Canadian Journal of Political Science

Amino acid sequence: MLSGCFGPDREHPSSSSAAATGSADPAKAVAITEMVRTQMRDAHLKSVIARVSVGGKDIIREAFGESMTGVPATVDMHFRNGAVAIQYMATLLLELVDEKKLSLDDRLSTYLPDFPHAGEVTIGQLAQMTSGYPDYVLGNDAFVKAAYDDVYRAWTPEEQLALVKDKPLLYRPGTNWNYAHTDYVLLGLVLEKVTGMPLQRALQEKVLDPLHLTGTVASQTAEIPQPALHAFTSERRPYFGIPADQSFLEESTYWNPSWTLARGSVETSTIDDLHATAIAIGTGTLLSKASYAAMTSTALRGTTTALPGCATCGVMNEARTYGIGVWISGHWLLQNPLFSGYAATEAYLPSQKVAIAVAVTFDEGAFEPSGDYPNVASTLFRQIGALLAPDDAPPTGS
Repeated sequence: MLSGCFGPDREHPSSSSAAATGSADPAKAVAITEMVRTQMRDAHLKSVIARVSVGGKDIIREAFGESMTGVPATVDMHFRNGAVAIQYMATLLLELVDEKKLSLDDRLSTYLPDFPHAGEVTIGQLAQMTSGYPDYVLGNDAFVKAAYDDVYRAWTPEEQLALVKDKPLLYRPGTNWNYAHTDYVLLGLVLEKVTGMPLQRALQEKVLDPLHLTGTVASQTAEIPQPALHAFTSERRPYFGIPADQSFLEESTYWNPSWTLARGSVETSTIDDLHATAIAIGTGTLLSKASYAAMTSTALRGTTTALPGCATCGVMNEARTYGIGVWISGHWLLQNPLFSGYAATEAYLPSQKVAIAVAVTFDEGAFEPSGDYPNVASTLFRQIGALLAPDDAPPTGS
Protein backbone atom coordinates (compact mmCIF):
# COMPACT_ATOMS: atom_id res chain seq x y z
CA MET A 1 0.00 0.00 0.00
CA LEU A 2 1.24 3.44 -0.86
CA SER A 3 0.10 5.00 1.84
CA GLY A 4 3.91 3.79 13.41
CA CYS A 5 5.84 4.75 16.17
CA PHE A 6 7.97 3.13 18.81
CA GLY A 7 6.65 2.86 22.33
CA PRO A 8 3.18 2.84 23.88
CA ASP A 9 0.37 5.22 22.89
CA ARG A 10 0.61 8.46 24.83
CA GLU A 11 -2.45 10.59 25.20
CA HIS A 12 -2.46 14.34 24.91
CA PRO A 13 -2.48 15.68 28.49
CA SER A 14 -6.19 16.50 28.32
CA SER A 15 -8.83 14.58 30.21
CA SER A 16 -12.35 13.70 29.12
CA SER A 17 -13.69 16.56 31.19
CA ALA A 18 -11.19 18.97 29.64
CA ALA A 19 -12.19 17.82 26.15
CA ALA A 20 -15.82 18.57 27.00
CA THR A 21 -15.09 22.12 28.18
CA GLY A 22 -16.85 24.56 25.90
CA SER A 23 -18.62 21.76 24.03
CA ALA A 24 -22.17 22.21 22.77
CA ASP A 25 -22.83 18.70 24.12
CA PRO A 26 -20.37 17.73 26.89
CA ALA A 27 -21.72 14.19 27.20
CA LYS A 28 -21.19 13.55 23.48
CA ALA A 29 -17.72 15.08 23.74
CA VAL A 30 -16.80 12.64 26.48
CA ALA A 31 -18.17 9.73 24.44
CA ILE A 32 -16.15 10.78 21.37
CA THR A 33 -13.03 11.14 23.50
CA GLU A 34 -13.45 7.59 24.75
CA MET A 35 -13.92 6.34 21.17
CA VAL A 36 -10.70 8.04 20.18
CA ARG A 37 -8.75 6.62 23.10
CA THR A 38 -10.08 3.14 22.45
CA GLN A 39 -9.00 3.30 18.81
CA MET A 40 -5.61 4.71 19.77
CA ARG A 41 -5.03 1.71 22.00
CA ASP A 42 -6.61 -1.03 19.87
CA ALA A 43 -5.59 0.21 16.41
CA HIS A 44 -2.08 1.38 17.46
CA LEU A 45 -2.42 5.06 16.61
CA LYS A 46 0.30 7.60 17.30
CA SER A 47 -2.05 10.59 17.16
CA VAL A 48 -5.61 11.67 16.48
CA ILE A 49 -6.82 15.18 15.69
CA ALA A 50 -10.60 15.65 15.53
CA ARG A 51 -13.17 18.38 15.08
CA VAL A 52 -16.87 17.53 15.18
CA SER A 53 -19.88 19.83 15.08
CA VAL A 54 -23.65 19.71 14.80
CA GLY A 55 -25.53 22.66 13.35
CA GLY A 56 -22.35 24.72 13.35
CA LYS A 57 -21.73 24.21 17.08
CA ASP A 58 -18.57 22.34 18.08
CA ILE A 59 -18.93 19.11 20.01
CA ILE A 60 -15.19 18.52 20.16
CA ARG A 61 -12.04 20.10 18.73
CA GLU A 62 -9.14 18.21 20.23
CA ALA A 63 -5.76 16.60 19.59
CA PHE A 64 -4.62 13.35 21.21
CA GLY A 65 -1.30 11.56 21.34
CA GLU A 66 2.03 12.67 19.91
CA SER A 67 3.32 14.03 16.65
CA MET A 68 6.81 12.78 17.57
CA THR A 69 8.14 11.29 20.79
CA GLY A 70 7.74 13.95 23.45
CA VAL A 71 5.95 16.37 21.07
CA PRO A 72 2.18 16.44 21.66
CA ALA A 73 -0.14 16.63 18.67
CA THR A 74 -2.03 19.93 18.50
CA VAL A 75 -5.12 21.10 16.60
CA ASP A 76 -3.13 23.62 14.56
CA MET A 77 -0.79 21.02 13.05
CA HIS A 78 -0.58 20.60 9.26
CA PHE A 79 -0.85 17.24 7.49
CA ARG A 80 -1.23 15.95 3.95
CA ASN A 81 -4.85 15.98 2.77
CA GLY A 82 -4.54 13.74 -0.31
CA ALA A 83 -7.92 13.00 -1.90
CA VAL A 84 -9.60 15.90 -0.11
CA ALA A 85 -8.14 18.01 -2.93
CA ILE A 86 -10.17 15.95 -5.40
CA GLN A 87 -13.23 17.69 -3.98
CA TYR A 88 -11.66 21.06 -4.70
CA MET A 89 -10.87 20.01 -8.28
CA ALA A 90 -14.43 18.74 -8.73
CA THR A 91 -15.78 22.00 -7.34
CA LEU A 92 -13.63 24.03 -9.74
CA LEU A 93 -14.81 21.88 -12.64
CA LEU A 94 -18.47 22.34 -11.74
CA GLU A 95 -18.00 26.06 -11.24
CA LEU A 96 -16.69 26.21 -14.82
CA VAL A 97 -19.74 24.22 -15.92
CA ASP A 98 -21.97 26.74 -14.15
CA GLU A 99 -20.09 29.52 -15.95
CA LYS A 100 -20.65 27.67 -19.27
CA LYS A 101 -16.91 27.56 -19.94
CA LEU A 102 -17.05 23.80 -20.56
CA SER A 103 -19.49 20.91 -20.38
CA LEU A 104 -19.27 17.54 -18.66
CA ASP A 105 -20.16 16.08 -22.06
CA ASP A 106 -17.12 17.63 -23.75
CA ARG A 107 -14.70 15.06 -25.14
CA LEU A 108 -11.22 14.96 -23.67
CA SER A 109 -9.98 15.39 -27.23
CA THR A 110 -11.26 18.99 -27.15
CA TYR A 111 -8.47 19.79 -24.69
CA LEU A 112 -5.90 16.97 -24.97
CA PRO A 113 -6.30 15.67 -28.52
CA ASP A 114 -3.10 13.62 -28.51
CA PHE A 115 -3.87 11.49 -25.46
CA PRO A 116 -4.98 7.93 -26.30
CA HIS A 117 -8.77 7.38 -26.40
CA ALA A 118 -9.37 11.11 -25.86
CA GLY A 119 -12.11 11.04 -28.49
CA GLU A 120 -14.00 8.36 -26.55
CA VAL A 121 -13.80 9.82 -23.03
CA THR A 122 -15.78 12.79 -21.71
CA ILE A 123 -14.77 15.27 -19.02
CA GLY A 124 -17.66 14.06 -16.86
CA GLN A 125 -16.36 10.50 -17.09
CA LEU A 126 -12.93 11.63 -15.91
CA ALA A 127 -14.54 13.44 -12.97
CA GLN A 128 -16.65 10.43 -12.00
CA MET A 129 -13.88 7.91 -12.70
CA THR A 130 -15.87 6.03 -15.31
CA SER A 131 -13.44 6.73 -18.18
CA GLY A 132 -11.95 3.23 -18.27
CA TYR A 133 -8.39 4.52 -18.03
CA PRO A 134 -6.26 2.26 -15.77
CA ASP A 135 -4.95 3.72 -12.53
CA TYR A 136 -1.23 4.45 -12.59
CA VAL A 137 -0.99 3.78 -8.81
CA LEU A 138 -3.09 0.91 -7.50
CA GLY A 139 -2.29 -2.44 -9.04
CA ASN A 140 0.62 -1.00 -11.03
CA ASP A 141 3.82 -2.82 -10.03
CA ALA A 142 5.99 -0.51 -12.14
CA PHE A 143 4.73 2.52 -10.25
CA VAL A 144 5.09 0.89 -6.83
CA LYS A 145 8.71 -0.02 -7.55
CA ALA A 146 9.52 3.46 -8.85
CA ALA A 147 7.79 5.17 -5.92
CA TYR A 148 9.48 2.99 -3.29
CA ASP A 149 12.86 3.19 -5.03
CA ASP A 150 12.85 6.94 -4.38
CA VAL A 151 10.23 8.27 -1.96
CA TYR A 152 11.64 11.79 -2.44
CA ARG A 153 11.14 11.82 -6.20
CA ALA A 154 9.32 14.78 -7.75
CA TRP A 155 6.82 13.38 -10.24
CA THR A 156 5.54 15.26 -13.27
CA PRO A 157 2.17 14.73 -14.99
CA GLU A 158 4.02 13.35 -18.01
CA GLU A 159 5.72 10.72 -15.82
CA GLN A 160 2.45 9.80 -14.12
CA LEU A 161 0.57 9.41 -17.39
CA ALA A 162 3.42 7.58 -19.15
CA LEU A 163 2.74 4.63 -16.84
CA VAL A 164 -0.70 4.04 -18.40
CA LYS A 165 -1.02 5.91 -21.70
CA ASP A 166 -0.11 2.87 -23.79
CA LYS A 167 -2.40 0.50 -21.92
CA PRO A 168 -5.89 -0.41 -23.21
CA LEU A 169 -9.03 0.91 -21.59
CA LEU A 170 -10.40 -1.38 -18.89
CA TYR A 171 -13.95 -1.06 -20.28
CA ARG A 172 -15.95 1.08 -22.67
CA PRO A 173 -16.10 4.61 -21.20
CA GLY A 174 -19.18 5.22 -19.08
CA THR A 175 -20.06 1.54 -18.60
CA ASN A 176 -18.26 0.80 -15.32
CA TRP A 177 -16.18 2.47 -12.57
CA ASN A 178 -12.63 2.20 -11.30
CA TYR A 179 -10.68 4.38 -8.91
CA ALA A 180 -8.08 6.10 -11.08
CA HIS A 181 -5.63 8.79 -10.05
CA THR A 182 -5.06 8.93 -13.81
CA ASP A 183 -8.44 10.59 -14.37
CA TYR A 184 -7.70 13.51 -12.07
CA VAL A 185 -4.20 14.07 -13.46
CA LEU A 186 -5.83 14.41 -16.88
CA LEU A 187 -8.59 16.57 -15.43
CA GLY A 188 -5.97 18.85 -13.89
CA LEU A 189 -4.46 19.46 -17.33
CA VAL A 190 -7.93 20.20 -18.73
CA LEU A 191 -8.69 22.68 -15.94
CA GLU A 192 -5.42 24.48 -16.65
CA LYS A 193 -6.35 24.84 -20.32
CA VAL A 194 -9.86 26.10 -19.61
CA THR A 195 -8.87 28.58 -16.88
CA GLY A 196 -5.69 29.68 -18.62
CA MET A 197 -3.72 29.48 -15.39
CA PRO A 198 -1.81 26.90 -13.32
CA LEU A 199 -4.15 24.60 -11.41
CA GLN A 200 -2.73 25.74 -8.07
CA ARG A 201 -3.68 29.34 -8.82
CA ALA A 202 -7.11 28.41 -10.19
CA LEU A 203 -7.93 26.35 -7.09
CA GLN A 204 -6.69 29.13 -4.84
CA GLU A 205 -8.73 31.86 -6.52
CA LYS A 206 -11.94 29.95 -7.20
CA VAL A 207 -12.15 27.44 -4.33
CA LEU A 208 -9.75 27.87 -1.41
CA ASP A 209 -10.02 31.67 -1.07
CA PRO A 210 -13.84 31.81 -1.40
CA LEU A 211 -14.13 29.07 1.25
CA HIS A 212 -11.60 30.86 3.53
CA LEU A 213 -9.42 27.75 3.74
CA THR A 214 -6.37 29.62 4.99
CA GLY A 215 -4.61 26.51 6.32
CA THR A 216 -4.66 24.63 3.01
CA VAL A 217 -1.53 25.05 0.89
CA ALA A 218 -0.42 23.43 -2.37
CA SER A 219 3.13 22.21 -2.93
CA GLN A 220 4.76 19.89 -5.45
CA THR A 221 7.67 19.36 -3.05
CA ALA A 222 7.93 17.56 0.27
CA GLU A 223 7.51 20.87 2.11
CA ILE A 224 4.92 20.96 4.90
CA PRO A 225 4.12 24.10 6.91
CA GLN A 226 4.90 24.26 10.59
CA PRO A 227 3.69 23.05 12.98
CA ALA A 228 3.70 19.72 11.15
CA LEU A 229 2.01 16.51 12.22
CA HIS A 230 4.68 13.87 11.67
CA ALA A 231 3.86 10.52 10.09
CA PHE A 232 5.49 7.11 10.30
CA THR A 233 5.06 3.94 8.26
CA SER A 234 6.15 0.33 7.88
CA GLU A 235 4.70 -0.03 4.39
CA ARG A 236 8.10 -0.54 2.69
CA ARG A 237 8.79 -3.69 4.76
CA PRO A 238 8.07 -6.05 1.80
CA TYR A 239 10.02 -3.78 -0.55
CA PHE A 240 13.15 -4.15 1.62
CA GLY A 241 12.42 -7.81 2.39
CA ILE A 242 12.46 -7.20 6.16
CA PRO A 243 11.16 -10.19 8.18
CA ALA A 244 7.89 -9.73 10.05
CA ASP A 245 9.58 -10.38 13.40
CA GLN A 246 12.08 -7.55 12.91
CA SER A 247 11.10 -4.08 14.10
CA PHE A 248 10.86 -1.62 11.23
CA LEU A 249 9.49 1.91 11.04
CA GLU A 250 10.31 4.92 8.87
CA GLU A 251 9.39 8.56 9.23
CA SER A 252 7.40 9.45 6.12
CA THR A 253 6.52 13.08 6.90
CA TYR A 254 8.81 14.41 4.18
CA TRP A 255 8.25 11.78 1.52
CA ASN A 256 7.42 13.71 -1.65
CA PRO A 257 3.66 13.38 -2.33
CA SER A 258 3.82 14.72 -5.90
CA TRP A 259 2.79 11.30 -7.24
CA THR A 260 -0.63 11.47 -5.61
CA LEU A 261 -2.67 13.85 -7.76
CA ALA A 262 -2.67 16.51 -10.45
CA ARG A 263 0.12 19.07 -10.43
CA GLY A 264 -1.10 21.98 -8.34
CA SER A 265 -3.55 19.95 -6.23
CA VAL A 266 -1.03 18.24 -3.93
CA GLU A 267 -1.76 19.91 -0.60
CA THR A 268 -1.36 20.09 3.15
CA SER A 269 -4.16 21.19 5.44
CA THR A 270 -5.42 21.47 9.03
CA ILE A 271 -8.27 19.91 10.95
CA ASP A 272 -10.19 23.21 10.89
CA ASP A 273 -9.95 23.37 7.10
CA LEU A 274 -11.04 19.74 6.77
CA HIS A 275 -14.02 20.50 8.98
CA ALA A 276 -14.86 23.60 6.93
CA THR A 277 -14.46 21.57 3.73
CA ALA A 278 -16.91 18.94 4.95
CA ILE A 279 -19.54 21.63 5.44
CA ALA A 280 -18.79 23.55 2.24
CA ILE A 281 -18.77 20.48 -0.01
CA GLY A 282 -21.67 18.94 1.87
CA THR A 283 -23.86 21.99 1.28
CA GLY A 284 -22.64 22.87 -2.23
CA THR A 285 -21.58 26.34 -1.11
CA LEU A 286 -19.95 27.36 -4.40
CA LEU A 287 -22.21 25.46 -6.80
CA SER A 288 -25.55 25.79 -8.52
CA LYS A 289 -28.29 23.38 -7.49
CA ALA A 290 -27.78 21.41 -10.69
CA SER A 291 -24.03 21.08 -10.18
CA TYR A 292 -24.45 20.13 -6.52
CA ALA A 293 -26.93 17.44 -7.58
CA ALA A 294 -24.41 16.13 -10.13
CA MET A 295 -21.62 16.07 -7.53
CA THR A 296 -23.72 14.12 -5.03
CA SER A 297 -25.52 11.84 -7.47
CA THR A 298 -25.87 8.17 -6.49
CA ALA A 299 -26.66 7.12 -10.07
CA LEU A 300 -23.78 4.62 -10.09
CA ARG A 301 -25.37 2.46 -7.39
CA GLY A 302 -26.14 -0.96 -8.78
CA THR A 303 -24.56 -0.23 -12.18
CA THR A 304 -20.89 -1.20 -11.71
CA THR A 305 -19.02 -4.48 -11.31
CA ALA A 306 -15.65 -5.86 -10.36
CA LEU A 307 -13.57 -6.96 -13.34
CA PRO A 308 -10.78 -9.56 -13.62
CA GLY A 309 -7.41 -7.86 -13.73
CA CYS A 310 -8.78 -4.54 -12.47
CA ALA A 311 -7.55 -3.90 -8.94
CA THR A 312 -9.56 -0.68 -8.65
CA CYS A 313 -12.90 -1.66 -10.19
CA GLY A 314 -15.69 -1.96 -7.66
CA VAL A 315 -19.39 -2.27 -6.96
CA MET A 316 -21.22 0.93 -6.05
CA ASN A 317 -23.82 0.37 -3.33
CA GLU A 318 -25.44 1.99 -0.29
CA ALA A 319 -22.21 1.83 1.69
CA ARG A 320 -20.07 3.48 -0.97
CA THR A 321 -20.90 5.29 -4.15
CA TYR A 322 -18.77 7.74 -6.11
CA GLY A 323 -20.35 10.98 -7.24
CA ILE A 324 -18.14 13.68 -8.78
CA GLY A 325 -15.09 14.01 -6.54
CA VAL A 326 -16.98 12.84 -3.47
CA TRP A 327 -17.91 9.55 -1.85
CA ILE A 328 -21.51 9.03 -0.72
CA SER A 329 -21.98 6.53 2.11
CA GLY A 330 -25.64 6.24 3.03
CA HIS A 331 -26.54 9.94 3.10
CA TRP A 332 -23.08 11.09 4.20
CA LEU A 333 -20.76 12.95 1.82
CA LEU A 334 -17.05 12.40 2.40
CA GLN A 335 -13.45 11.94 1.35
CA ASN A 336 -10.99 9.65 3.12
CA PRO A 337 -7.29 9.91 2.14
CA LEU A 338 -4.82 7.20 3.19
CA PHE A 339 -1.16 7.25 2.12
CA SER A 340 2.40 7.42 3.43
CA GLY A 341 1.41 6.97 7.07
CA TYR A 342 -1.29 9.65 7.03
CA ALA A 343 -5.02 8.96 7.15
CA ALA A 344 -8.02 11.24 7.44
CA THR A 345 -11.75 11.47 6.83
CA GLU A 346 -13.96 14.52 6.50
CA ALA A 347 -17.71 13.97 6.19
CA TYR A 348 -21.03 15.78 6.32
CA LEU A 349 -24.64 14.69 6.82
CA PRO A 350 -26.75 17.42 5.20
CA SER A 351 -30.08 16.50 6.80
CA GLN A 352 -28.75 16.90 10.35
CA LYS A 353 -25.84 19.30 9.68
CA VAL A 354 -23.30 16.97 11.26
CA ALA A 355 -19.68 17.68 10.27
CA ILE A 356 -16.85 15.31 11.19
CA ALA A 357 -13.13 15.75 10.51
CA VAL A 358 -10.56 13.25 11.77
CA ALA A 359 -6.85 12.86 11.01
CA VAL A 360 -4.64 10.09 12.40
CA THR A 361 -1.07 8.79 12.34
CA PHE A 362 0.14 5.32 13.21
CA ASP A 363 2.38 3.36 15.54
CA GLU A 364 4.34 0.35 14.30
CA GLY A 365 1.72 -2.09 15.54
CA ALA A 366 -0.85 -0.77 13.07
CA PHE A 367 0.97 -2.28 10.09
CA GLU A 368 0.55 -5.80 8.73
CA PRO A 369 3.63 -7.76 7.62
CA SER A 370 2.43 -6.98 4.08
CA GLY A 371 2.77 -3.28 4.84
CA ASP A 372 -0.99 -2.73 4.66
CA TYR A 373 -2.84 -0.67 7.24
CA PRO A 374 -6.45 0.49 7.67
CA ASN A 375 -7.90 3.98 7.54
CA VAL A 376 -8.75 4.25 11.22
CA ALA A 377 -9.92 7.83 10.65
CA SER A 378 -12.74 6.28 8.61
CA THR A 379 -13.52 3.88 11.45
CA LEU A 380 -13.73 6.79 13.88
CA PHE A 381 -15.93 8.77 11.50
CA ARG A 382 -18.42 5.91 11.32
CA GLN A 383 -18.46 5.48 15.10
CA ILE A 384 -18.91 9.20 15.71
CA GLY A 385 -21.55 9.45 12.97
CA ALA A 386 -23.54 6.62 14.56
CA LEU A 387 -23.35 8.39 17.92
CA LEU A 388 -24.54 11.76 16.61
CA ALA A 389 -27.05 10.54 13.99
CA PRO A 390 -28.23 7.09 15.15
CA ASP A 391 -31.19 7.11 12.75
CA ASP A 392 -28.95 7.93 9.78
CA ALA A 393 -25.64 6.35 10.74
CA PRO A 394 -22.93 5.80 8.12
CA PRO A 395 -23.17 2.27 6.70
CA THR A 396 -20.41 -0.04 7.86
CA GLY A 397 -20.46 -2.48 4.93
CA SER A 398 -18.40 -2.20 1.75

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The COVID-19 pandemic has led to widespread calls from government officials for people to drastically change their behaviour to slow the spread of the disease. From self-quarantining to maintaining physical distance from others, these measures only work if there is widespread adherence. In this article, we explore how one's sense of duty and one's perception of other people's behaviour shape who follows health recommendations. Drawing on the 2020 Democracy Checkup survey, we show that one's own sense of duty and a belief that most other Canadians are adhering to the rules decrease how often people report breaking the rules. Furthermore, among those who lack a sense of duty, a belief that others are following the rules is particularly important. We conclude by discussing how collective action in a pandemic depends on ensuring a broad sense that Canadians are in the crisis together, with everyone doing their part.